However, the risk of certain statutory rights of set-off, and other rights of a court to vary the terms of a receivable contract, cannot be avoided. In particular:
- section 104 of the Consumer Credit Code provides a statutory right of set-off against consumer credit contracts in respect of certain breaches of the Code
- the Australian Securities and Investments Commission Act contains prohibitions on misleading and deceptive conduct and unconscionable conduct in relation to financial services and gives the courts wide remedial powers where such conduct has occurred; and
- section 118 of the Consumer Credit Code and section 73 of the Trade Practices Act can make a lender liable in certain circumstances as a linked credit provider for misrepresentations by a supplier of goods or services that are financed by the lender.
This risk is particularly heightened when the receivables are originated in conjunction with the supply of goods or services which the receivable finances, for example:
- loans originated by use of store credit cards (a credit card for use in a particular department store)
- finance leases used to finance equipment from a single source; or
- investment loans used to finance a single type of investment.
There are two reasons for this. The first is that the entire pool of receivables may be affected by a single issue that relates to such goods or services. The second is that, whether or not the financier is related to the supplier, it may be liable for the supplier's misrepresentations as a linked credit provider under the Consumer Credit Code or Trade Practices Act described above.
The risk of poor origination in relation to a receivable can be reduced (but not eliminated) by:
- clear written disclosure to debtors that their obligations under the receivable contract are separate from any rights that they may have in relation to the supply of goods and services; and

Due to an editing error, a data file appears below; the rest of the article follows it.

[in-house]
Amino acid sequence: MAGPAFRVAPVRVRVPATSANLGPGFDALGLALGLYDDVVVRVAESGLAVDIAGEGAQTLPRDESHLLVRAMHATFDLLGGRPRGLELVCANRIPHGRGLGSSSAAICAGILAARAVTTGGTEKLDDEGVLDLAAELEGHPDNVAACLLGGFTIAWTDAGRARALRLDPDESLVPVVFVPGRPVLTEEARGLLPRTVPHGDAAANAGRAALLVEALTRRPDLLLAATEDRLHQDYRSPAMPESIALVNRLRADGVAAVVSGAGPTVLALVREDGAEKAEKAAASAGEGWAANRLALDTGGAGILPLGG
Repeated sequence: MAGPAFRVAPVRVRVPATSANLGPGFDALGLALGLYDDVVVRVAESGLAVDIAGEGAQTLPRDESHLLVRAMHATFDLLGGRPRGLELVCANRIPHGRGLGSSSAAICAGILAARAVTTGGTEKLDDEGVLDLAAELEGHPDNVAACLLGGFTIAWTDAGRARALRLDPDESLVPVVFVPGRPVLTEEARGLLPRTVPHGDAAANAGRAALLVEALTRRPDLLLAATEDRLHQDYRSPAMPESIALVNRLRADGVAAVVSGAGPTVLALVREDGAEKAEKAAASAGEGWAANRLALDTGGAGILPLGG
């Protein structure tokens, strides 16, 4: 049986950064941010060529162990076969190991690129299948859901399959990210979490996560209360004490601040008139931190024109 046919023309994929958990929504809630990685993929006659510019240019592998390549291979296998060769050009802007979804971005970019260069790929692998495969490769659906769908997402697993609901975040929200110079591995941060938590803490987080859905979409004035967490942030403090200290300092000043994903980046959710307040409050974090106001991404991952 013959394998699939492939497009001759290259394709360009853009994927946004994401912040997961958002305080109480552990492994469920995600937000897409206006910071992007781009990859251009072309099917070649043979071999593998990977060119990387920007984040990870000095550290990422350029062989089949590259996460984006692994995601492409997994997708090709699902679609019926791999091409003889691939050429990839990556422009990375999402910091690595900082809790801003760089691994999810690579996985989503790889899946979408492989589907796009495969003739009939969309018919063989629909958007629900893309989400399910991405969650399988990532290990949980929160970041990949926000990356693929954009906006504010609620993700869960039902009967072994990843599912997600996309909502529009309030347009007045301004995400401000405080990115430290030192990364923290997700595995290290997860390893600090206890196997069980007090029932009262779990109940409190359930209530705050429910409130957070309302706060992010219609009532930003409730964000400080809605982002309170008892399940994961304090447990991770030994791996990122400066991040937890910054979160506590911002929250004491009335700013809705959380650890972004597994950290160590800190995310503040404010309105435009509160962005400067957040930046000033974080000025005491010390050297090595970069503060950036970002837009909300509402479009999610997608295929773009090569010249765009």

- periodic auditing of the origination process; and diversification of the origination process (for instance, limiting the exposure of the pool to the actions of a single broker).
Another risk faced by investors in RMBS and ABS transactions is the risk of poor servicing or management or of an insolvent servicer or manager. This is an unavoidable instance of lack of diversification which needs to be managed.
Poor servicing (and poor origination) has been seen as a factor in the bad performance of some pools of receivables. In addition investors have seen servicers and managers enter into insolvency administration (notably the Allco, Mobius, Seiza and Elderslie groups of companies). In many cases the transaction documents, and the parties, have not been well placed to deal with this contingency. Problems have included:
- The lack of a standby servicer. In same cases there have been no documented standby servicing arrangements. In other cases the trustee has agreed to act as standby servicer but has not been in a position to quickly and effectively take over the servicing role.
Obviously the need for a standby servicer varies depending upon the nature of the receivables. Non-conforming loans, for example, can deteriorate rapidly if not serviced consistently and well. Margin loans are another example of an asset that cannot be left unserviced for any period. Prime mortgage loans, on the other hand, can likely withstand inadequate or non-existent servicing for a period without significant impairment.
On the positive side, there has clearly been a market for companies willing to take over the servicing role and these replacement servicers (such as Pepper) are seemingly able to provide a high standard of servicing.
- The lack of the materials necessary to take over management and servicing. For example, we have seen a replacement servicer being unable to obtain the right to use the software necessary to service the receivables. In another case, a lack of any provision or updating of data on the borrowers, combined with a now suspicious and non-co-operative servicer/manager, has meant that the proposed replacement servicer could not effectively prepare to take over the servicing prior to enforcement proceedings (which would likely trigger the collapse of the manager/servicer group).
These problems should not be overstated. To date, in our experience, they have been able to be resolved in a satisfactory manner. Their resolution is made more difficult, however, by two other problems discussed below:
- the use of in-house trustees; and
- a lack of control for senior creditors in restructuring and (to a lesser extent) enforcement of securitisation transactions.
All of the above risks are exacerbated by the use of in-house trustees. This has been a feature of some transactions, such as those of RAMS (now RHG) and Allco. The disadvantages are: